What do you think the sex(es) of the twins will be?

Friday, August 26, 2011

Irene

Hey ya'll.

I had my egg retrieval yesterday. Surprise! Everything went well. They got 19 eggs. I've been in pain, but have been taking painkillers and chugging Gatorade and watching truly awful movies that Dan rented from the Redbox.

Now I'm just worried about this hurricane that is supposed to hit around the same time of my embryo transfer. If a baby comes out of this, maybe I will name her Irene. Or maybe not.

Anyway, that's what's happening in our neck of the woods.

Saturday, August 20, 2011

Almost Famous!

"I'm gonna step out of my comfort zone and get the Waikiki beach burger." Daniel Hadley (skip ahead to 3:00)



Saturday, August 6, 2011

the process

Today I'm going to describe the IVF process to you. The clinical process. People always ask me how involved IVF is, whether it hurts, and what the time line is like. So, I'm going to lay it out for you.

Spoiler alert/warning: If you don't like talk of periods, shots, general anesthesia, catheters, or a room full of people looking at you naked, this post is not for you.

Also, the following time line always changes. You don't really know when to do what until the day of. This is just my best guess according to past cycles. Also, this is a best case scenario. Since there are so many steps to this process, things can go wrong (and often do) at any point. There are no guarantees that you will make it through any or all of these steps.

Day 1: Period starts.
Day 2: Start birth control (counter-intuitive, I know) - this does something like set your body at "zero" so all your hormones are at baseline when you begin treatment.
Days 3-8: Continue birth control pills.
Day 9: Stop pills.
Day 13: Go into the hospital in the AM for a baseline ultrasound. The baseline ultrasound is an external and an internal ultrasound to make sure everything is normal before getting started (no cysts, etc.). If you've had a baby, you know what an external ultrasound is. With a little imagination, you can probably guess what an internal ultrasound is. It involves a wand. If everything looks normal, the shots begin that evening.
Days 14-17: Shots in the stomach or thighs in the AM & PM. I will not go into too much detail about the shots because it's complicated - only to say that I use a few different medications that stimulate the ovaries to release healthy eggs.
Day 18: Internal ultrasound & blood test. Continue shots in AM & PM. Nurse calls in PM with instructions for what to do next (adjust meds, when to come in again, etc.). Usually she says to come in on Day 20 for another blood test & internal ultrasound.
Day 19: Shots in AM & PM.
Day 20: Internal ultrasound & blood test in AM at hospital. Nurse calls in PM with instructions.
Day 21: Continue giving 3 shots in AM & PM.
Day 22: Internal ultrasound & blood test in AM at hospital. Continue shots in AM & PM. At some point, maybe day 22, maybe later - but let's just say Day 22 - nurse will say to stop meds and will give you a specific time to take a "trigger shot." The trigger shot is taken exactly 36 hours before the egg retrieval is scheduled. It "triggers" ovulation. Eggs must be retrieved right before ovulation. The timing is exact. If they tell you to give yourself the trigger shot at 9:06 PM, your retrieval will be scheduled for exactly 9:06 AM two days later.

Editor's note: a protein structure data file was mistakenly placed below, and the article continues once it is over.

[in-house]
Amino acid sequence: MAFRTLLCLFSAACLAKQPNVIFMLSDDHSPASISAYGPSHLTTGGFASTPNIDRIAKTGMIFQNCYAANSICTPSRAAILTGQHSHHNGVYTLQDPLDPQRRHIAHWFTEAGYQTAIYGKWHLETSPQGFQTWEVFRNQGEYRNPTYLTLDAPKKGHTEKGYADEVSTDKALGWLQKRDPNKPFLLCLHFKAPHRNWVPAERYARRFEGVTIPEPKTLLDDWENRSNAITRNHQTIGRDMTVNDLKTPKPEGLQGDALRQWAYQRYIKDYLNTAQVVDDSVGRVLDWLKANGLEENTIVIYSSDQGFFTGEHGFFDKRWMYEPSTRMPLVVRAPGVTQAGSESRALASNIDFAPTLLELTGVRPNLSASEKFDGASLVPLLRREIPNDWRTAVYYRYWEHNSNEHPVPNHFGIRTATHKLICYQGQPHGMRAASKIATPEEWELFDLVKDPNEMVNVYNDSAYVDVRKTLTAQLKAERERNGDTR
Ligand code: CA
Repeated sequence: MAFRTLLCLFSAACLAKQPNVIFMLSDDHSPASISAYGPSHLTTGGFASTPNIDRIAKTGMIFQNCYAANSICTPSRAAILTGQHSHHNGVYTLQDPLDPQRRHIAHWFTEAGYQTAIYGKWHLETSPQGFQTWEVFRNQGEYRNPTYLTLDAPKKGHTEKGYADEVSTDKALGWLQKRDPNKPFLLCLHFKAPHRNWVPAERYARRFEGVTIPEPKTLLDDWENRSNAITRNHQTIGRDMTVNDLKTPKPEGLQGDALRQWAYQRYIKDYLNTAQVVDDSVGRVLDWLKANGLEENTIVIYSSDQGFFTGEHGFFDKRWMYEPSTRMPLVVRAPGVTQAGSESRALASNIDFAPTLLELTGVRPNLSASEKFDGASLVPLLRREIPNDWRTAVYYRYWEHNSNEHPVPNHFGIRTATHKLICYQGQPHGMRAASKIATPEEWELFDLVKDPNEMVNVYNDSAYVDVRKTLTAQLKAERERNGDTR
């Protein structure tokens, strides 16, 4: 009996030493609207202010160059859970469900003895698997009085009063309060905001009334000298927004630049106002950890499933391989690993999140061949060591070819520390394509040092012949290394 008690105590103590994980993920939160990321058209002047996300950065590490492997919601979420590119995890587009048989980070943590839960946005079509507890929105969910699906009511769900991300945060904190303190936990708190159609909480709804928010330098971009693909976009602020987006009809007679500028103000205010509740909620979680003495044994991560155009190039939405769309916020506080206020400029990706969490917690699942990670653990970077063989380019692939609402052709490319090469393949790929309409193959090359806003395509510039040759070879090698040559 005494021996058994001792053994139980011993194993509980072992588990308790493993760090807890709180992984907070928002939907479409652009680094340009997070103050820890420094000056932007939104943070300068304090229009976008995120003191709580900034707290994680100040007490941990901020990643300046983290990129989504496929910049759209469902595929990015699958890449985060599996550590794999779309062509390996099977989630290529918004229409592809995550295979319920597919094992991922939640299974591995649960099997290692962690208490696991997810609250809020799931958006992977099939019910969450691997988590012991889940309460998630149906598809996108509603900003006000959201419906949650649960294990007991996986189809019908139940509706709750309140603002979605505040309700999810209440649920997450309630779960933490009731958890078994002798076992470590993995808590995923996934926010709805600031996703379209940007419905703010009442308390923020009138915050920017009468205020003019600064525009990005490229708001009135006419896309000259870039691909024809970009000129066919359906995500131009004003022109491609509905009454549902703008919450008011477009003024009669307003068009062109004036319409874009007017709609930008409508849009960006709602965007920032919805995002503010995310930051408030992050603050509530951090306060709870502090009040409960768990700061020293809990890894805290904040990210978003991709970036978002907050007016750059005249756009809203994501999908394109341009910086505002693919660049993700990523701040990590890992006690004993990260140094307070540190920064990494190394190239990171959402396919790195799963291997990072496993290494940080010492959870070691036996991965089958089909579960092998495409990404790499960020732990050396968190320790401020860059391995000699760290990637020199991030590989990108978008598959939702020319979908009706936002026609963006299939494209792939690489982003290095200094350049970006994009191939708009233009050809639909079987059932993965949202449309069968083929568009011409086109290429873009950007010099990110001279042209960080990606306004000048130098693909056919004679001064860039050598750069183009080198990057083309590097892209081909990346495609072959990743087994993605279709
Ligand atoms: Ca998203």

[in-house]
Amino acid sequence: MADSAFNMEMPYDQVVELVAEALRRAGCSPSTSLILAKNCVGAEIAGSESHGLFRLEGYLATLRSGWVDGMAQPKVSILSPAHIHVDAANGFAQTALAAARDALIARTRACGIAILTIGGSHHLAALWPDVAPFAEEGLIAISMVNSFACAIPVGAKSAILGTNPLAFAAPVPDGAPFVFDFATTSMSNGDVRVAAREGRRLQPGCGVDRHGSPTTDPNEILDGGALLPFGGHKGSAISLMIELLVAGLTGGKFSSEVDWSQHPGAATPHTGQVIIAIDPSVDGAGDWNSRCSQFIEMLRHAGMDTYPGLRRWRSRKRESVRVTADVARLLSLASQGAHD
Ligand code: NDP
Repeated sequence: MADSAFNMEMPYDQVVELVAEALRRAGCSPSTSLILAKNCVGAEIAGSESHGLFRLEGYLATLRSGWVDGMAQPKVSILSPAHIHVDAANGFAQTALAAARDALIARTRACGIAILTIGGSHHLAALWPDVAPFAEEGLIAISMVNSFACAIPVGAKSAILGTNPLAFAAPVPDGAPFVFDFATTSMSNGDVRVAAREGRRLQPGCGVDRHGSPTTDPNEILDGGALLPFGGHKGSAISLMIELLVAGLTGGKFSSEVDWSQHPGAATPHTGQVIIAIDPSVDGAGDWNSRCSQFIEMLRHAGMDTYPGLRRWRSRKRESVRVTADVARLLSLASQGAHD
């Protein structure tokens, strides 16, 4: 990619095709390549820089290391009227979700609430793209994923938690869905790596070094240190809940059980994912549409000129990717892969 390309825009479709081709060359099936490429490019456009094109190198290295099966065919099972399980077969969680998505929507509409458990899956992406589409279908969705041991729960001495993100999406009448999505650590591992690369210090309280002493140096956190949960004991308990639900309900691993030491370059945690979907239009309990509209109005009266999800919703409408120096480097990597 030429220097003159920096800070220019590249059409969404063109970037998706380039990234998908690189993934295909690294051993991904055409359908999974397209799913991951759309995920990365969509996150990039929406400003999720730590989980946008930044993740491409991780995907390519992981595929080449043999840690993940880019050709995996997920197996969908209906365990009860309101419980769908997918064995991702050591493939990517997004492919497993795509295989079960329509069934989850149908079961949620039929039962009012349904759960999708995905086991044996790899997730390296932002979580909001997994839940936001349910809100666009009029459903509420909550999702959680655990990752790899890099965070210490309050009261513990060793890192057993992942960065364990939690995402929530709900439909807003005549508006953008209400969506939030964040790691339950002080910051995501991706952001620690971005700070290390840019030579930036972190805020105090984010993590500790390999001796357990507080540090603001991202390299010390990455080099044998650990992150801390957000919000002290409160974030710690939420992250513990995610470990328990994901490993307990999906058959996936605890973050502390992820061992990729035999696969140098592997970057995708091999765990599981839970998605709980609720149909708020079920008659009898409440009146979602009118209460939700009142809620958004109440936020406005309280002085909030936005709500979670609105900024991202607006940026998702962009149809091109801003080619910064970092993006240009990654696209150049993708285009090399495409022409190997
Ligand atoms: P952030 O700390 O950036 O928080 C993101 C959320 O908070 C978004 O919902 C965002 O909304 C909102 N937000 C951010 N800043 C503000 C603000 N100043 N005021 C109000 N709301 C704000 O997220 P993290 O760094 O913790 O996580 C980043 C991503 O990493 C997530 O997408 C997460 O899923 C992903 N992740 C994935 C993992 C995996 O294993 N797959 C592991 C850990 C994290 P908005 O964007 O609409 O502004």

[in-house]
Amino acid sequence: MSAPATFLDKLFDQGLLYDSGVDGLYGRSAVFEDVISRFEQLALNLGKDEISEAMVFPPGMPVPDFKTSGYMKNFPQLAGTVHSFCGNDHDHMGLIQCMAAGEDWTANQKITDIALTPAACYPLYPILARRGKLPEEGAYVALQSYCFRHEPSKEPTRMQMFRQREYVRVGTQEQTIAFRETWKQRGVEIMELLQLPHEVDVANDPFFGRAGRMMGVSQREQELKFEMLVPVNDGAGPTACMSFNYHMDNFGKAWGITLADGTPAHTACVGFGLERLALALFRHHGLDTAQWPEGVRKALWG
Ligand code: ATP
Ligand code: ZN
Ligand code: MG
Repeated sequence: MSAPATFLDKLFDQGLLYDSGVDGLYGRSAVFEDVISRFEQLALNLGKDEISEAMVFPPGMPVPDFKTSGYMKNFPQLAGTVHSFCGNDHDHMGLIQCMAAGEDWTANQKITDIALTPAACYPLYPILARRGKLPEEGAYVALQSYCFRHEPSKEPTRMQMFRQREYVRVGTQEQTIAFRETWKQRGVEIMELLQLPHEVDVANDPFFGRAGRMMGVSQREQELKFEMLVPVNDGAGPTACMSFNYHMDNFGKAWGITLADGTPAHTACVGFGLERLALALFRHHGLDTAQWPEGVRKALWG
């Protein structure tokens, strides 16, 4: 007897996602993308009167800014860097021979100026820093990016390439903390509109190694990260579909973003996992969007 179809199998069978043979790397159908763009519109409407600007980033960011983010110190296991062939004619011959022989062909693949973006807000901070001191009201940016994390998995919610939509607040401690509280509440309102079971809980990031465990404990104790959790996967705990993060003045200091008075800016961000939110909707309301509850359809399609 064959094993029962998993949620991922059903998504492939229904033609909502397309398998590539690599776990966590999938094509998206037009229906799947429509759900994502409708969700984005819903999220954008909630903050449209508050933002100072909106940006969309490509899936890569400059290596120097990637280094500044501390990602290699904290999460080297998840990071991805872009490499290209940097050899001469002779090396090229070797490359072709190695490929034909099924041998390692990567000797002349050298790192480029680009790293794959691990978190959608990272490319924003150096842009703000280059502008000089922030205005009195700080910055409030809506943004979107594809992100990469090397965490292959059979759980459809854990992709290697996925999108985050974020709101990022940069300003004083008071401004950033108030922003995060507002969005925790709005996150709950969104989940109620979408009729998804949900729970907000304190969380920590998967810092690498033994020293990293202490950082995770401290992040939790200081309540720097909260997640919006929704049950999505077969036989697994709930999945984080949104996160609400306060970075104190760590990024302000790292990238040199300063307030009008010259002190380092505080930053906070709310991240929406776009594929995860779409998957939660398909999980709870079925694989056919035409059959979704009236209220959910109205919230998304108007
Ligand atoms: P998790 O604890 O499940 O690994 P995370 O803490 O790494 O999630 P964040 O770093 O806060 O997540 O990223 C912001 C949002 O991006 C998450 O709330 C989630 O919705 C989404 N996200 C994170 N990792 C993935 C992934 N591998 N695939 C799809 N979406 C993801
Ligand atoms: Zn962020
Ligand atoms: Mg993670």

Day 23: Do nothing.
Day 24: Retrieval day. Arrive at hospital one hour before procedure. Retrieval takes place with legs in stirrups, under general anesthesia. Sperm is collected simultaneously. Eggs are aspirated with a hollow needle placed in ovaries. Wake up. They tell you how many eggs they retrieved. Go home a couple of hours later. Pain ranges from moderate to extreme. This is the most painful part of the process.
Day 25: Embryologist calls with fertilization report - they tell you how many of the eggs were mature and how many were fertilized. Begin progesterone-in-oil injections in buttocks. These shots go into the muscle and kind of hurt. Continue these injections for two weeks until pregnancy test.
Day 26: Embryologist calls again to tell you the status of embryos - how many cells they have so far. Ideally, by this day, they should have two cells (each cell should double every 24 hours).
Day 27: Hospital calls in AM to tell you what time to come in for transfer of embryos. The hospital gives you a report card for the embryos. It's a somewhat complicated rating system, but every embryo is given a grade. They select the best one(s) for transfer. Transfer occurs, with legs in stirrups above your shoulders, usually with a room full of med students watching on. A tiny catheter is inserted into the vagina and guided to the uterus. The embryos are brought in and squirted into the catheter. They are too small to see, so they put a little air bubble on each side of them so they will know when they come out and where they are positioned. Go home. Wait.
Days 28-40: Wait. Do nothing but daily progesterone injections.
Day 41: Go into hospital for blood pregnancy test.

I'm completely exhausted typing this all out and I can only imagine that you're completely exhausted reading it. And I'm only on Day 6...

Friday, August 5, 2011

what writers eat

I loved this post in the NY Times. I'm always interested in what people eat - I think it says a lot about a person - whether they're gluttons or dieters, drinkers or eaters, mundane or bizarre. I remember watching an episode of Oprah when I was in high school. Madonna was on and Oprah asked her what she had for breakfast that morning. I still remember what Madonna said: half a bagel, toasted, with butter - real butter.

So, imagine my delight when seeing these:























As I write this, I'm drinking a pot of mate and I'm about to eat some triple berry bran muffins I made yesterday.